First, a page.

Introduction of New Diseases

The introduction of new diseases to a virgin population can be calamitous. The most celebrated case is known as the "great dying" that followed the introduction of Old World diseases to the New World in the sixteenth century. But contact between virulent disease-causing organisms and nonimmune populations must have been repeated over and over again in the course of human history as civilizations with different disease ecologies came into contact with one another. Thus it is appropriate to ask whether East Asian populations also suffered major demographic catastrophes as a result of the introduction of unfamiliar disease organisms.

Undoubtedly there was such a time, but Chinese historians have not defined it as such. A likely time for such an occurrence was around the beginning of the Christian era, when growth and expansion of the early empire brought China into more frequent contact with neighboring peoples to the south. By the first century B.C., a string of populous communities stretched from South China to Bengal, and by the first century A.D., traders and Buddhist missionaries were traveling overland from northern India to China through Central Asia and by way of Vietnam. Chinese scholars also traveled to India to study at Buddhist monasteries, and they returned with foreign diseases as well as foreign philosophies.

One of these foreign diseases, possibly the first to be reported in Chinese sources, was smallpox. Smallpox, a prominent, density-dependent disease of the past, is used here as a paradigm for disease in general, because it was highly visible and because changes in its incidence and distribution reflect changing disease ecologies.

It is not clear exactly when smallpox first reached China, but at least two early references to it are known. Donald Hopkins (1983) suggests that a disease called "Hun pox" that came to China from the north around 250 B.C. may have been smallpox. He also suggests a second introduction of smallpox from the south about A.D. 48, when a Chinese general and half his troops lost their lives to a "barbarian" disease as they were putting down a rebellion in southwest China. The first unmistakable description of smallpox comes from an account written in the fourth century A.D. (Leung, in this volume, VI.2). However, given the extent of earlier Chinese contact with India - where it is believed this disease was known before 400 B.C. - smallpox must have reached China earlier than the fourth century.

We do not need to know precisely when smallpox first reached China to understand that early smallpox epidemics would have been very costly in terms of human life. Smallpox normally produced a 25 percent case-fatality rate, and in virgin-soil epidemics the rate would have been much higher. Thus given China's population size and the links between many centers of density, we can be certain that the introduction of smallpox to China caused a demographic crisis of considerable magnitude.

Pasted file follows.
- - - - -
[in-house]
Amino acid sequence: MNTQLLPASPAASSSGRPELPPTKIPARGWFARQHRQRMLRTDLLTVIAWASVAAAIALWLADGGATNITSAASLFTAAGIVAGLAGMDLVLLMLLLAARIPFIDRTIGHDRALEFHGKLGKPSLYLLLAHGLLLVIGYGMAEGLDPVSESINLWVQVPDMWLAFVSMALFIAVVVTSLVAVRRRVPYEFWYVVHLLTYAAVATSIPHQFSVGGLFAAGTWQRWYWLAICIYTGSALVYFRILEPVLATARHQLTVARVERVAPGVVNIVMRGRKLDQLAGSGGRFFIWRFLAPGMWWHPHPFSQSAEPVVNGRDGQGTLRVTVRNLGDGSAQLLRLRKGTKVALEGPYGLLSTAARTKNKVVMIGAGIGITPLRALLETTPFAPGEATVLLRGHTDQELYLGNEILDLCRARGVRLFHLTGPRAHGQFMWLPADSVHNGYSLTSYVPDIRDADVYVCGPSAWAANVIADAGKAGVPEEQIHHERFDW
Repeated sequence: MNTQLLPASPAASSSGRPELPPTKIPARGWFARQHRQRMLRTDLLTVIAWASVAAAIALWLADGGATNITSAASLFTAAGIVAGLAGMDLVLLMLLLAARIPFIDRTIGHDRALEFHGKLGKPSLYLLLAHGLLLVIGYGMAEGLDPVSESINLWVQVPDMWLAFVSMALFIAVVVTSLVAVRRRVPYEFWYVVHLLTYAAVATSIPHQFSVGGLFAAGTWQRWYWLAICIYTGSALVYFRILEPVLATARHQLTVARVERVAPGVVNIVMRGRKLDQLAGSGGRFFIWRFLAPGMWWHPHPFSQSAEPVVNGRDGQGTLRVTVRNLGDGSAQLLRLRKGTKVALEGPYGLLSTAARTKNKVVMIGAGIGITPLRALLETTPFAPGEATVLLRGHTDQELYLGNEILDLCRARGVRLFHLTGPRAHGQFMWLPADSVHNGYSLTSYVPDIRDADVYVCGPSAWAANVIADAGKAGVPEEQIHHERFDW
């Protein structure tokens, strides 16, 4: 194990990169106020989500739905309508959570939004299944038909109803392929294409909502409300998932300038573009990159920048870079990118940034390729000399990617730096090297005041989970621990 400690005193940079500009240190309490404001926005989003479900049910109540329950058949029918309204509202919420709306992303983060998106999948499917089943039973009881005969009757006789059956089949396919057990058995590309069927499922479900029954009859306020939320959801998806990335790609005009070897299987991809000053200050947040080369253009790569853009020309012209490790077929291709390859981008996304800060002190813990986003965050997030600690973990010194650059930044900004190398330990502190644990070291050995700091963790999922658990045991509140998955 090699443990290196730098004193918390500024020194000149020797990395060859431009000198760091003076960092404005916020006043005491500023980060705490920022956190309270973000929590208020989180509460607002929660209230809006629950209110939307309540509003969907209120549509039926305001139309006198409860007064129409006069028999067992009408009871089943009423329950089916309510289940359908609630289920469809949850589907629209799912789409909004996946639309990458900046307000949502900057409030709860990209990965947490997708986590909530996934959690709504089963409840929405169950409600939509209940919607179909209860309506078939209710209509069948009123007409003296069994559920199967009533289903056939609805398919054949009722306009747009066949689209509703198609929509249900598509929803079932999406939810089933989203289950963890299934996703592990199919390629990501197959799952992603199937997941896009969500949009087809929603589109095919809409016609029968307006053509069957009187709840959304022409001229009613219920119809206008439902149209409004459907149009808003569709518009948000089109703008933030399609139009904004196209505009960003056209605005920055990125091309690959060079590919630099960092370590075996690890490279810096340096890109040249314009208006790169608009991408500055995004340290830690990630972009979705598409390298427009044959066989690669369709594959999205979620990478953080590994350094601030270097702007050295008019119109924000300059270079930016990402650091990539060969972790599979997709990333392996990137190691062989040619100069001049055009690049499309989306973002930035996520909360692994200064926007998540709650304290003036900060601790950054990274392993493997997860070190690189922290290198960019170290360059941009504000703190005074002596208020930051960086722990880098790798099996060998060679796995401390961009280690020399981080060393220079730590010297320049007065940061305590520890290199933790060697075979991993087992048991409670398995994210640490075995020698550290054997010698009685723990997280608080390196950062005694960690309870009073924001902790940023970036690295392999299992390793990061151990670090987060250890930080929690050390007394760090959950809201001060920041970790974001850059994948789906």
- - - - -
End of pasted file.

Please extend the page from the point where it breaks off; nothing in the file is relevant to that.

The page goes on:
Population trends for the early empire suggest that there were several demographic crises that might have been caused by unfamiliar diseases. Periods of population growth alternated with periods of population decline: From the Warring States period through the Tang dynasty, China's population fluctuated, reaching and then retreating from a maximum of about 60 million people. The periods of decline during these centuries have been associated with natural disasters and China's periodic wars, but high mortality from disease, undoubtedly exacerbated by war and famine, certainly contributed to population decline.

After the initial shock waves subsided, however, the demographic characteristics of China's population would have ensured that smallpox became an endemic disease rather quickly. Hopkins estimates that a population of less than 300,000 people was sufficient to maintain smallpox as an endemic disease, because enough new susceptibles would have been borne each year to sustain the chain of smallpox infection indefinitely. As an endemic disease, smallpox would have circulated throughout the empire, appearing most frequently in the larger cities and least often in the sparse populations of the hinterlands. We know that smallpox continued to claim numerous lives in China for many centuries; however, once smallpox and other infectious diseases became endemic, the risk of a catastrophic demographic crisis would have been sharply reduced.

The history of smallpox in East Asia reveals a curious chronology in the transmission of this disease. Of particular interest is the fact that smallpox is documented much earlier in the ancient civilizations of the West. Egyptian mummies 3,000 years old have been found with scars that resemble the typical pockmarks left by smallpox; and the people of ancient Greece, as well as the people of India, are believed to have been afflicted with this disease before 400 B.C. The much later documentation of smallpox in China suggests that smallpox spread to eastern Asia from the West - a journey, if estimates of when smallpox reached China are even close to being correct, that took more than a thousand years.

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